“We are committed to partnering with leading research universities across the country and providing students and graduates with opportunities to work on defense projects that have a strategic impact on how we defend our nation, fight and win,” Gary Ambrose, the company chief operating officer, said in the press release.

“We will help build the nation’s next generation of science, technology, and engineering innovators while rapidly applying innovative solutions for our Soldiers, Sailors, Airmen, and Marines.”

Federal agents raided Navatek’s Honolulu offices as part of the U.S. Justice Department’s investigation. Cory Lum/Civil Beat/2020

Records from the SBA show that 25,000 companies in Hawaii received $2.4 billion in PPP money that was first made available after Congress passed the $2.2 trillion CARES Act in March. Navatek was one of just 20 Hawaii businesses that received loans worth between $5 million and $10 million.

Navatek is based in Honolulu, but has branch offices in other states, including Kansas, Maine, Oklahoma and Michigan.

Kao is a prolific political donor whose family members and employees have given hundreds of thousands of dollars to federal politicians. Some of the top recipients include U.S. Sen. Brian Schatz, of Hawaii, and Republican Sen. Susan Collins of Maine, who has boasted of securing millions of dollars in federal work for Navatek.

Kao also appears tied to a $150,000 contribution made to a pro-Collins super PAC by a mysterious Hawaii-based company that the Campaign Legal Center in Washington, D.C., has argued is an illegal donation.

Kao emailed his employees on March 23, which was the same week Congress passed the CARES Act.

He told his workers that despite his claimed immunity from the virus he took their safety seriously and supported them working from home to prevent the further spread of COVID-19. He also left them with a warning — be grateful and don’t mess around.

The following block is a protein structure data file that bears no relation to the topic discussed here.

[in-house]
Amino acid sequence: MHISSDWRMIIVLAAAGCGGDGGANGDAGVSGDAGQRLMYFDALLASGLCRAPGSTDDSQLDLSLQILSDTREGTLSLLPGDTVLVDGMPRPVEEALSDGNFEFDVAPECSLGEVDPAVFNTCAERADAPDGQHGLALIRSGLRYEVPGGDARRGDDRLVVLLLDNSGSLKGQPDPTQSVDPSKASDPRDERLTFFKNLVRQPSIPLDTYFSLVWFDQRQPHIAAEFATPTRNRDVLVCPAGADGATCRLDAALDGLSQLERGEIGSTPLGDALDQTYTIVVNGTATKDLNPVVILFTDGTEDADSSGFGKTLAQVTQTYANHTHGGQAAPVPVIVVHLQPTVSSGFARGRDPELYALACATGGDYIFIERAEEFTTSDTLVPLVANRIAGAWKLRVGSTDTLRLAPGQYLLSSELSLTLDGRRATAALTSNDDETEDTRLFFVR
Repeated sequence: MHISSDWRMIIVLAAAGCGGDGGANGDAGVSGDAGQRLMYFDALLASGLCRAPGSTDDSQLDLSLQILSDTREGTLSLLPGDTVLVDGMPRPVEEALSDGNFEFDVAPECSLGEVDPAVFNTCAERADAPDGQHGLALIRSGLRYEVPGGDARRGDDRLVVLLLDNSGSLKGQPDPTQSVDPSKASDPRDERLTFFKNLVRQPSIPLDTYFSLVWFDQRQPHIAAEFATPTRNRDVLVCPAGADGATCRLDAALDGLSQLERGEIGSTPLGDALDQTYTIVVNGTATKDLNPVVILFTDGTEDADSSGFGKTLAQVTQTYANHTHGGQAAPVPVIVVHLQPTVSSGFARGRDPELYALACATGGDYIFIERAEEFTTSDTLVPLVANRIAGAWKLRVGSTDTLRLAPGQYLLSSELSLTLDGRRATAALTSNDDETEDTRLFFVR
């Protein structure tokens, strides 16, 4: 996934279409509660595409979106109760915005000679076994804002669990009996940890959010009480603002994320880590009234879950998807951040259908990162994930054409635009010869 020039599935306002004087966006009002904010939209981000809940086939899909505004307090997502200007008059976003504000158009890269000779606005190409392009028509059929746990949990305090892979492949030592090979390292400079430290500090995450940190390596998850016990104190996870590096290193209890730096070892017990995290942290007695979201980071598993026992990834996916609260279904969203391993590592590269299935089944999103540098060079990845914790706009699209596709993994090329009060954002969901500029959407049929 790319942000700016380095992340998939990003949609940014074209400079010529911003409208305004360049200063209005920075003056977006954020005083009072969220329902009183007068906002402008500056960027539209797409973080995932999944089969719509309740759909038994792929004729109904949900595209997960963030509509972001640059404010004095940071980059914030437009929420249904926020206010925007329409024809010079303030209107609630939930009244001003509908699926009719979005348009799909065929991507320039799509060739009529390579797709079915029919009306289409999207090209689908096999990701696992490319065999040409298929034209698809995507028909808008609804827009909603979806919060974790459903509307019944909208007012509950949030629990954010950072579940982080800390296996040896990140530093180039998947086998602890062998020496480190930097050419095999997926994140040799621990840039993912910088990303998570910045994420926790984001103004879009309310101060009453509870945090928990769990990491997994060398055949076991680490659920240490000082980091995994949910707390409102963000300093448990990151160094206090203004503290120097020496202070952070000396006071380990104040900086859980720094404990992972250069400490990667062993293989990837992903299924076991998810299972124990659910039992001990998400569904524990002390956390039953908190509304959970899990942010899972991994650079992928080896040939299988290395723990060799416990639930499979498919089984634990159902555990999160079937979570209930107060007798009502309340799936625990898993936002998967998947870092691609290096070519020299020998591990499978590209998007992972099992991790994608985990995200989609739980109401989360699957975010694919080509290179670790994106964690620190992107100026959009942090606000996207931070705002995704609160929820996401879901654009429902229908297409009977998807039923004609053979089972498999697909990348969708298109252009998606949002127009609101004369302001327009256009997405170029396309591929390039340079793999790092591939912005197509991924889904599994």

“Navatek has made sacrifices beyond explanation to protect your jobs, financial wellbeing, and personal/family’s wellbeing during these challenging times for all Americans,” Kao said.

“So, when you are ‘working from home’ in your pajamas, and get up to go to the bathroom, grab a drink/snack from the refrigerator, change the channel on the TV or whatever you’re watching on Netflix … be sure to take time to walk in front of a mirror. Look in the mirror and ask the person staring back at you, what sacrifices are you making?”

“Working from home, while MILLIONS of other American’s are losing their jobs, paycheck and livelihoods is an absolute privilege,” Kao said. “So, if I sniff, whiff, or hear of anyone abusing this privilege, it will be met with draconian consequences.”

Representatives of Navatek did not respond to Civil Beat’s request for comment on Kao’s email, and instead issued a written statement through Andrew Pereira, of the public relations firm CommPac.

“The company has nothing more to say at this time,” he said.

A message left on Kao’s cell phone was not returned.

After his arrest last week he was held in the Federal Detention Center in Honolulu. A federal judge ruled Friday Kao could be released if he paid a $2 million cash bond and agreed to GPS monitoring.